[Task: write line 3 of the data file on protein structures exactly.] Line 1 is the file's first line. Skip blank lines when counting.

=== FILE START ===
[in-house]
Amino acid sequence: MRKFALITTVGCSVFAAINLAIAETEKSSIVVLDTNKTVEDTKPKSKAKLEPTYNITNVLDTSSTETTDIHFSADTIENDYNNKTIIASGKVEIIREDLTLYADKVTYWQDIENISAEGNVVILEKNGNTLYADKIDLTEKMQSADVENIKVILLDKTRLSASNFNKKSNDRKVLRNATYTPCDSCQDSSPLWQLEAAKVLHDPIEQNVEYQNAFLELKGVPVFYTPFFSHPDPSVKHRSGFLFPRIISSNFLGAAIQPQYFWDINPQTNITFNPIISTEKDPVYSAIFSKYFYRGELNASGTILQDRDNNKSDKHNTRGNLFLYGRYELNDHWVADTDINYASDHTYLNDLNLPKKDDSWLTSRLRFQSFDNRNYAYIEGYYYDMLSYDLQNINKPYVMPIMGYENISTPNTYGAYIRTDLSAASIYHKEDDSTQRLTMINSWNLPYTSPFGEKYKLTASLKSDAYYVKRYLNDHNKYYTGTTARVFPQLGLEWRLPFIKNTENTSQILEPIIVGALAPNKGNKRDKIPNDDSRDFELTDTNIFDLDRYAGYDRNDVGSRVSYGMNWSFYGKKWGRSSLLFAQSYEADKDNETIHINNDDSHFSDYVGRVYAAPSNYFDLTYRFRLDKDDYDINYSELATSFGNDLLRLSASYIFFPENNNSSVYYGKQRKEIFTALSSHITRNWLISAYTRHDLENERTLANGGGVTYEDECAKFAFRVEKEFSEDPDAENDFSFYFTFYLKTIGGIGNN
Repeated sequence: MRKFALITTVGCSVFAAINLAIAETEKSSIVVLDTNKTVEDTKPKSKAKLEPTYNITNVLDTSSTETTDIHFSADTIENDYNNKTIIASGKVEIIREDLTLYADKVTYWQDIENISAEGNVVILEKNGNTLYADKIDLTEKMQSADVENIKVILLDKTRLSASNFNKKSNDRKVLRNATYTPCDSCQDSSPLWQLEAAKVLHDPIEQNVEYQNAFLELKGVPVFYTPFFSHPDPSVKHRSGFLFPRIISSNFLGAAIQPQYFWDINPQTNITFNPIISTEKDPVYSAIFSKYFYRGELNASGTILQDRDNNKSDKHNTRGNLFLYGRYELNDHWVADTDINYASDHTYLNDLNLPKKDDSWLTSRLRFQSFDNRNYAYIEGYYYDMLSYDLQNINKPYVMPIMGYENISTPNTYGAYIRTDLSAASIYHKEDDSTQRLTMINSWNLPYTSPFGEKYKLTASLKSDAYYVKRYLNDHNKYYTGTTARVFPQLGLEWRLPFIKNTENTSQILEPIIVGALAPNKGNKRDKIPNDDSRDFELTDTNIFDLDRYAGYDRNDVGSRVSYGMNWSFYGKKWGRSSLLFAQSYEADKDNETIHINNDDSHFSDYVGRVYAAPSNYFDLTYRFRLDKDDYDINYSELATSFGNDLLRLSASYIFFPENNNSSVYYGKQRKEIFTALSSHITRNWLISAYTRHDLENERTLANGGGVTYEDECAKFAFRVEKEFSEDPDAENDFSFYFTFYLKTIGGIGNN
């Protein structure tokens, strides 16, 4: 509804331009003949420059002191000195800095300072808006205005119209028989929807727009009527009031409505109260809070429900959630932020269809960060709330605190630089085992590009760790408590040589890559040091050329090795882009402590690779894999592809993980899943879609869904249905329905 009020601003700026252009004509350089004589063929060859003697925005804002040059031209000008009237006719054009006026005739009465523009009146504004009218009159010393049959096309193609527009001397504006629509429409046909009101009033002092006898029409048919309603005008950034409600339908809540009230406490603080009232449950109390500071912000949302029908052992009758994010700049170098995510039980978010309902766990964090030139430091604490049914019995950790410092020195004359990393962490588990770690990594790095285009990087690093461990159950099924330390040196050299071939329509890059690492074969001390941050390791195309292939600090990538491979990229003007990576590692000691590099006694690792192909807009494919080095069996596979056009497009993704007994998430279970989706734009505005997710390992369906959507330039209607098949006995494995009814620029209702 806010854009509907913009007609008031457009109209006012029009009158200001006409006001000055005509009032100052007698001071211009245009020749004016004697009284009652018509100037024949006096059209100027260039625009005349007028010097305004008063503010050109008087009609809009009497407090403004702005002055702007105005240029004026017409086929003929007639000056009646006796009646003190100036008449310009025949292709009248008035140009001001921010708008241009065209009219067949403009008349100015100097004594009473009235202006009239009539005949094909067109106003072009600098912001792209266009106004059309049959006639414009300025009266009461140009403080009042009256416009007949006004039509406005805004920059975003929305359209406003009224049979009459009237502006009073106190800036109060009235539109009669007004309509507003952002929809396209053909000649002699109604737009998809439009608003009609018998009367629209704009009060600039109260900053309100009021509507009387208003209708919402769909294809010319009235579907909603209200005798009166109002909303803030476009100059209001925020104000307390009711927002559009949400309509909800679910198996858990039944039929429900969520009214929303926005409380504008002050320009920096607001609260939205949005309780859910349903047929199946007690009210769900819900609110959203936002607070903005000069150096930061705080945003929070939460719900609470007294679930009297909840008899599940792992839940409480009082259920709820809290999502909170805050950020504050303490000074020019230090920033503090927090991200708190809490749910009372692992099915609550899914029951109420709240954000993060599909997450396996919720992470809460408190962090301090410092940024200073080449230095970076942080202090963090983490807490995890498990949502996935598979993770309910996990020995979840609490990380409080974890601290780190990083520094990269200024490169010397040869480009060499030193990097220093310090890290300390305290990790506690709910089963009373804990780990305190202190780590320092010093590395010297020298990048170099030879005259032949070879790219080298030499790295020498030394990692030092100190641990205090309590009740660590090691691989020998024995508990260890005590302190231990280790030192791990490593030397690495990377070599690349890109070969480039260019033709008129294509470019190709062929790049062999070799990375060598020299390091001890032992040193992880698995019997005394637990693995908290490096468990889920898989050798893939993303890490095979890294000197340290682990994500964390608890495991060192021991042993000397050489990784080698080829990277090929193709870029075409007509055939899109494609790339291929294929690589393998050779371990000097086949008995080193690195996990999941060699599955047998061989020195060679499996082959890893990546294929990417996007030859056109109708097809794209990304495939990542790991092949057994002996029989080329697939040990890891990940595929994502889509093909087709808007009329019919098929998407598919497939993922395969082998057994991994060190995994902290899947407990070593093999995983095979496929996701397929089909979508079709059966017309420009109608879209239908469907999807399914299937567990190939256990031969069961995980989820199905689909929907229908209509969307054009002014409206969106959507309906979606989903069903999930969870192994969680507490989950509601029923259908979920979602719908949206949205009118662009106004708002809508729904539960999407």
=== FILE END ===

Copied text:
Repeated sequence: MRKFALITTVGCSVFAAINLAIAETEKSSIVVLDTNKTVEDTKPKSKAKLEPTYNITNVLDTSSTETTDIHFSADTIENDYNNKTIIASGKVEIIREDLTLYADKVTYWQDIENISAEGNVVILEKNGNTLYADKIDLTEKMQSADVENIKVILLDKTRLSASNFNKKSNDRKVLRNATYTPCDSCQDSSPLWQLEAAKVLHDPIEQNVEYQNAFLELKGVPVFYTPFFSHPDPSVKHRSGFLFPRIISSNFLGAAIQPQYFWDINPQTNITFNPIISTEKDPVYSAIFSKYFYRGELNASGTILQDRDNNKSDKHNTRGNLFLYGRYELNDHWVADTDINYASDHTYLNDLNLPKKDDSWLTSRLRFQSFDNRNYAYIEGYYYDMLSYDLQNINKPYVMPIMGYENISTPNTYGAYIRTDLSAASIYHKEDDSTQRLTMINSWNLPYTSPFGEKYKLTASLKSDAYYVKRYLNDHNKYYTGTTARVFPQLGLEWRLPFIKNTENTSQILEPIIVGALAPNKGNKRDKIPNDDSRDFELTDTNIFDLDRYAGYDRNDVGSRVSYGMNWSFYGKKWGRSSLLFAQSYEADKDNETIHINNDDSHFSDYVGRVYAAPSNYFDLTYRFRLDKDDYDINYSELATSFGNDLLRLSASYIFFPENNNSSVYYGKQRKEIFTALSSHITRNWLISAYTRHDLENERTLANGGGVTYEDECAKFAFRVEKEFSEDPDAENDFSFYFTFYLKTIGGIGNN